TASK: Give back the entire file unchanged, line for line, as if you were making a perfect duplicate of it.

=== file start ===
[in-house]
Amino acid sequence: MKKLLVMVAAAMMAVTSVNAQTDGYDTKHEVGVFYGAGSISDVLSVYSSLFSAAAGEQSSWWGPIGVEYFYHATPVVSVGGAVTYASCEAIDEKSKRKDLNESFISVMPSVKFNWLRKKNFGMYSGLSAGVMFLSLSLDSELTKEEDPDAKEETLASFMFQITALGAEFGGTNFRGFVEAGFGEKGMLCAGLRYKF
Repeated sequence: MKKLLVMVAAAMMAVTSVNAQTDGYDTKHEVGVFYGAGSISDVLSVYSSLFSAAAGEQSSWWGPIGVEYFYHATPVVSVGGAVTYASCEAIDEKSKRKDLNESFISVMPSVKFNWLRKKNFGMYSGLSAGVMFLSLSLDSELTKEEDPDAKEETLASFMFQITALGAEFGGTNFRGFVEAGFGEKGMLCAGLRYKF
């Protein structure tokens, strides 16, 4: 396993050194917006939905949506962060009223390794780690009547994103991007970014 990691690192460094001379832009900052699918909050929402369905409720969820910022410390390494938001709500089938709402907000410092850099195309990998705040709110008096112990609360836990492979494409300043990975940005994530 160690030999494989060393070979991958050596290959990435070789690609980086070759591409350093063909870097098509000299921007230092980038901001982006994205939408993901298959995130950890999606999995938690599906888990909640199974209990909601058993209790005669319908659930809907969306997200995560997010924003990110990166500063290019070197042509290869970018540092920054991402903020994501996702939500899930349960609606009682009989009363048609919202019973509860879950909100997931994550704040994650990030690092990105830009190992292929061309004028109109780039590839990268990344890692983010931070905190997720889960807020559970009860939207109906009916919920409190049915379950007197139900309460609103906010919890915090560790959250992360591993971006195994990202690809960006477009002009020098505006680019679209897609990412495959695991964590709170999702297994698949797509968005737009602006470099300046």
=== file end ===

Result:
[in-house]
Amino acid sequence: MKKLLVMVAAAMMAVTSVNAQTDGYDTKHEVGVFYGAGSISDVLSVYSSLFSAAAGEQSSWWGPIGVEYFYHATPVVSVGGAVTYASCEAIDEKSKRKDLNESFISVMPSVKFNWLRKKNFGMYSGLSAGVMFLSLSLDSELTKEEDPDAKEETLASFMFQITALGAEFGGTNFRGFVEAGFGEKGMLCAGLRYKF
Repeated sequence: MKKLLVMVAAAMMAVTSVNAQTDGYDTKHEVGVFYGAGSISDVLSVYSSLFSAAAGEQSSWWGPIGVEYFYHATPVVSVGGAVTYASCEAIDEKSKRKDLNESFISVMPSVKFNWLRKKNFGMYSGLSAGVMFLSLSLDSELTKEEDPDAKEETLASFMFQITALGAEFGGTNFRGFVEAGFGEKGMLCAGLRYKF
């Protein structure tokens, strides 16, 4: 396993050194917006939905949506962060009223390794780690009547994103991007970014 990691690192460094001379832009900052699918909050929402369905409720969820910022410390390494938001709500089938709402907000410092850099195309990998705040709110008096112990609360836990492979494409300043990975940005994530 160690030999494989060393070979991958050596290959990435070789690609980086070759591409350093063909870097098509000299921007230092980038901001982006994205939408993901298959995130950890999606999995938690599906888990909640199974209990909601058993209790005669319908659930809907969306997200995560997010924003990110990166500063290019070197042509290869970018540092920054991402903020994501996702939500899930349960609606009682009989009363048609919202019973509860879950909100997931994550704040994650990030690092990105830009190992292929061309004028109109780039590839990268990344890692983010931070905190997720889960807020559970009860939207109906009916919920409190049915379950007197139900309460609103906010919890915090560790959250992360591993971006195994990202690809960006477009002009020098505006680019679209897609990412495959695991964590709170999702297994698949797509968005737009602006470099300046």